Energy, as Julian Simon emphasized, is the master resource. Without energy, other resources could not be produced or consumed. Even energy requires energy: usable mineral energies requires energy to manufacture and to power the requisite tools and machinery. Nor would there be wind turbines or solar panels, which are monuments to embedded fossil-fuel energy.
Fossil fuels upgrade renewable energies to be part of electricity grid. Short of prohibitively expensive storage, natural gas-generated power, in particular, fills in when the wind does not blow or the sun does not shine.
As an input to all products and services, energy must be affordable, convenient, and reliable. To this end, public policy should respect consumer preference and allow energy entrepreneurs to meet the demands of the marketplace. This requires a respect for private property rights, voluntary exchange, and the rule of law to facilitate the global exchange of energy and its innumerable subcomponents.
Global energy supplies are primarily owned by governments rather than by individuals, giving rise to ‘energy security’ problems for some nations with some fuels. In state-run economies, political elites make the decisions that otherwise would be made by the millions. Win-win voluntary exchanges are supplanted by government-dictated win-lose transactions. Wealth is redistributed rather than created. Pure waste results from the intervention of (political) third parties into what otherwise would be mutually advantageous self-interested exchange.
For example, electric utilities may be forced to buy wind power, solar power, or another politically correct energy under a state or federal law. A mandate is required because a free marketplace would not support such expensive, unreliable—noncompetitive—supply.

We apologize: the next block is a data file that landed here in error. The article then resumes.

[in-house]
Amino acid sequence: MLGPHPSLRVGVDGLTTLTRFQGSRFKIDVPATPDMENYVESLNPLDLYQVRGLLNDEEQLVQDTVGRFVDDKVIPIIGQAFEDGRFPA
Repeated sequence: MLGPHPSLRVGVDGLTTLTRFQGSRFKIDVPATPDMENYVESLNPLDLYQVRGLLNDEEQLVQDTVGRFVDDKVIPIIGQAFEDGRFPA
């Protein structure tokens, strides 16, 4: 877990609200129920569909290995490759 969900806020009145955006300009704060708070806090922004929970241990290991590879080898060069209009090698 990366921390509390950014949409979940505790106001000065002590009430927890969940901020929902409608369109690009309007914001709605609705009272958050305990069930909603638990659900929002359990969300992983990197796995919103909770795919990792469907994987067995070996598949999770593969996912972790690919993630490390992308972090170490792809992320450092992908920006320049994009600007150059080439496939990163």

Oil and gas producers may be unable to access prospects because of government constraint. In such cases, supply is not produced, and higher-cost substitutes elsewhere pick up some of the slack. Consumers are left with less supply and higher prices. Economists have a name for this: inefficiency.
Government intervention may also give life to uneconomic projects. Such ventures may include a synthetic fuel plant, carbon capture and storage, a “smart” electricity grid, or a nuclear plant. Resources that go to these projects do not go to other more economical projects (which may or may not be in the energy sector) as judged by the marketplace. Resources are again misallocated.
Proponents of government intervention cite “market failure” as the reason for regulating or subsidizing energy projects. Negative externalities created by self-interested exchange are said to require government modification of transactions in ways ranging from a prohibition to a tax.
But there are two other types of failure that also must be considered before rushing to policy judgment.
One is analytic failure, in which the outside evaluator’s prescription for intervention (such as a per barrel “energy security” tax on oil imports or a per ton “climate change” tax on carbon dioxide emissions) overcorrects or undercorrects for the “real” problem. The error might be purely intellectual—or it might reflect the personal prejudice of the analyst. Fallible self-interest in the marketplace has a counterpart in the ivory tower.